Short staffing in a Welsh council department will lead to an “inevitable increase in risk to public health” a new report has warned.
The stark warning called for extra investment into public protection officers amid a staffing crisis.
These inspectors are responsible for ensuring legal standards in food safety and hygiene, animal feed, shared houses, and air pollution. They also tackle rogue traders and scammers.
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But as many staff were temporarily tasked with responding to coronavirus, their business-as-usual work became harder.
The new report said: “The lack of capacity to cover Covid work and other statutory duties at the same time inevitably means an increase in risk to public health and safety in the wider context. Total expenditure on public protection services is typically less than half of one per cent of the local government budget.
“Several reviews show that significant budget cuts, combined with additional statutory responsibilities, are increasing pressures on already stretched services. This is unsustainable.”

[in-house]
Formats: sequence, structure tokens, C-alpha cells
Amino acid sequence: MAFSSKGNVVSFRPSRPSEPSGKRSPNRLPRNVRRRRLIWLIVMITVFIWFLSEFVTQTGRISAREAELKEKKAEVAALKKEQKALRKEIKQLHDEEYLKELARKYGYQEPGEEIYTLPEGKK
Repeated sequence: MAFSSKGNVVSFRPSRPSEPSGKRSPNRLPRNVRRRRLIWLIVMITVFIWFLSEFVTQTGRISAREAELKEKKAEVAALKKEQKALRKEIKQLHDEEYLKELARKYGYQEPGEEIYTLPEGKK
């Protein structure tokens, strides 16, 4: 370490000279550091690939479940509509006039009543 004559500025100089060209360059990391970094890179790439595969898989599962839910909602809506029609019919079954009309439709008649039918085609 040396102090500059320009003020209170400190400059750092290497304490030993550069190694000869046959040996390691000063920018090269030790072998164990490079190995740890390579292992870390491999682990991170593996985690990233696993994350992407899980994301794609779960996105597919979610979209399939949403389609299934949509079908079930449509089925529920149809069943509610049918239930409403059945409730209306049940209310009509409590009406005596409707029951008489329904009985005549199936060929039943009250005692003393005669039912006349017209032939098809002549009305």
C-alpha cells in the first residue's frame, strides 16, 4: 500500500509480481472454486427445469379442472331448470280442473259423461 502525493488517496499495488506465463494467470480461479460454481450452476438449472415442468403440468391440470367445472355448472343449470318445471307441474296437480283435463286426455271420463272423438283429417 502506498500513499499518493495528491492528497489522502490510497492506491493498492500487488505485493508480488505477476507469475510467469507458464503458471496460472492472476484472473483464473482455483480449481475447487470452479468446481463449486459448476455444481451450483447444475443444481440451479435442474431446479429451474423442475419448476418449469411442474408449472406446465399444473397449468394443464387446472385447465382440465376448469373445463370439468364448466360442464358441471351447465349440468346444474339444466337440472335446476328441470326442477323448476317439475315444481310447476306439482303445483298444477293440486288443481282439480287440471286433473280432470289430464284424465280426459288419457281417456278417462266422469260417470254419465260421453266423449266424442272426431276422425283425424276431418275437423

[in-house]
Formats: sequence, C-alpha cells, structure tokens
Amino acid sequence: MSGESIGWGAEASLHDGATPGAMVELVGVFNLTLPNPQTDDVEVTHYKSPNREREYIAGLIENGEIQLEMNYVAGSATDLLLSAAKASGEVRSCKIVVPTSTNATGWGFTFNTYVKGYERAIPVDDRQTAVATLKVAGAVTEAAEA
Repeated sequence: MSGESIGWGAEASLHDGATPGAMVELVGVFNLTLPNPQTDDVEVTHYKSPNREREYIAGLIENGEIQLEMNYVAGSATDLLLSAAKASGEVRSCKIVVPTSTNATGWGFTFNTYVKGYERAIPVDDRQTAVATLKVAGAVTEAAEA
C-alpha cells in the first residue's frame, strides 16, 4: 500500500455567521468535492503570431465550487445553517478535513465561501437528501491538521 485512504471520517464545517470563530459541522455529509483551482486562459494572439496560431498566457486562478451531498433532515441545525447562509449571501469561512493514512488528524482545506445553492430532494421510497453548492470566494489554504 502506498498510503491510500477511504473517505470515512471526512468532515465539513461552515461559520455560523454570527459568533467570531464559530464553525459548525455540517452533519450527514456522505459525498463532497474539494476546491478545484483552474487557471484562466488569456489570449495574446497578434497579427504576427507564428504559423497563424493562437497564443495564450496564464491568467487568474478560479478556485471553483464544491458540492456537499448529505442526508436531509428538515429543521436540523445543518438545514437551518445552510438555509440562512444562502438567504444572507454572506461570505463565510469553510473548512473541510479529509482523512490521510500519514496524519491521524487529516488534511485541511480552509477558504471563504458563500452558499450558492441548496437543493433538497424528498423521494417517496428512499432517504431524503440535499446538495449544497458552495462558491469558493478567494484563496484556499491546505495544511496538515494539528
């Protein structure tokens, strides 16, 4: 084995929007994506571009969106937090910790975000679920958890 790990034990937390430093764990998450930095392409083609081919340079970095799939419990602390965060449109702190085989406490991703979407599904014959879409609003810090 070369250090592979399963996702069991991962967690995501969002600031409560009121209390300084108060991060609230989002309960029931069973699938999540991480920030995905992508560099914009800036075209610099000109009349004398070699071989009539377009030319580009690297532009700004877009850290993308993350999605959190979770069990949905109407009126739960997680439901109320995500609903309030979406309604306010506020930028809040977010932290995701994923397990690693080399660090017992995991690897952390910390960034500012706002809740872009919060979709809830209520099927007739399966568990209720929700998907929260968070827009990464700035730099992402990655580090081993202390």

The report by Public Protection Wales, Building for the Future, was sent to the Shared Regulatory Services (SRS) joint committee. The committee scrutinises the work of food safety inspectors and other regulatory officers in the SRS department shared by councils in Cardiff, Bridgend and the Vale of Glamorgan.
During the pandemic many SRS officers have been seconded away from their usual work to help support the Covid response. This work includes advising care homes on infection control, contact tracing, and checking businesses were complying to social distancing rules.
Calls were made in the report for more public funding to be spent on training up the next generation of council inspectors, which could include new apprenticeships.
The report said: “Reliable central funding and new sources of funding to facilitate a future pipeline of officers entering the professional workforce is vital. We must build resilience and safeguard these critical services for the future.
“Professional career and employment opportunities have diminished in recent years. Consequently there are limited numbers of newly qualified officers entering the services. An ageing workforce, the loss of officers to other sectors, and a limited pool of professional officers to recruit all exacerbates this.
“There is an urgent need for investment in training and recruitment of public protection officers, including trainees, graduates and interns, to ensure services are sustainable.”
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